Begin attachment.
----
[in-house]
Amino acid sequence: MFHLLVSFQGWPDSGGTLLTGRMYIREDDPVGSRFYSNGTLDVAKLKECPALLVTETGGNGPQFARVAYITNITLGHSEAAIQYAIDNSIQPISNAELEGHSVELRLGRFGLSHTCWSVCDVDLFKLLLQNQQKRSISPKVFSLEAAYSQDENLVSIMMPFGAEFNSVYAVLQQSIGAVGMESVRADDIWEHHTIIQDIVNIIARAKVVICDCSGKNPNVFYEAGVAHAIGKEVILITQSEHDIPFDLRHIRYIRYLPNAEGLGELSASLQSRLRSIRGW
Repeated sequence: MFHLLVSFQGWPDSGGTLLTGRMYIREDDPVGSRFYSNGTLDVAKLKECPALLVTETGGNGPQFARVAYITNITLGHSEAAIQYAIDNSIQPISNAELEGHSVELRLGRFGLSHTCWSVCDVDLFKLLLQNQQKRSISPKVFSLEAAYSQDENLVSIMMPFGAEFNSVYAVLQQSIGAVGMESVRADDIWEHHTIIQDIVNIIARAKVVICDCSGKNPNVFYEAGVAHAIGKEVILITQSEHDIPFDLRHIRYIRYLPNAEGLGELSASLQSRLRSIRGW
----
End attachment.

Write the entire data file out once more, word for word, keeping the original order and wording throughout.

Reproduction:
[in-house]
Amino acid sequence: MFHLLVSFQGWPDSGGTLLTGRMYIREDDPVGSRFYSNGTLDVAKLKECPALLVTETGGNGPQFARVAYITNITLGHSEAAIQYAIDNSIQPISNAELEGHSVELRLGRFGLSHTCWSVCDVDLFKLLLQNQQKRSISPKVFSLEAAYSQDENLVSIMMPFGAEFNSVYAVLQQSIGAVGMESVRADDIWEHHTIIQDIVNIIARAKVVICDCSGKNPNVFYEAGVAHAIGKEVILITQSEHDIPFDLRHIRYIRYLPNAEGLGELSASLQSRLRSIRGW
Repeated sequence: MFHLLVSFQGWPDSGGTLLTGRMYIREDDPVGSRFYSNGTLDVAKLKECPALLVTETGGNGPQFARVAYITNITLGHSEAAIQYAIDNSIQPISNAELEGHSVELRLGRFGLSHTCWSVCDVDLFKLLLQNQQKRSISPKVFSLEAAYSQDENLVSIMMPFGAEFNSVYAVLQQSIGAVGMESVRADDIWEHHTIIQDIVNIIARAKVVICDCSGKNPNVFYEAGVAHAIGKEVILITQSEHDIPFDLRHIRYIRYLPNAEGLGELSASLQSRLRSIRGW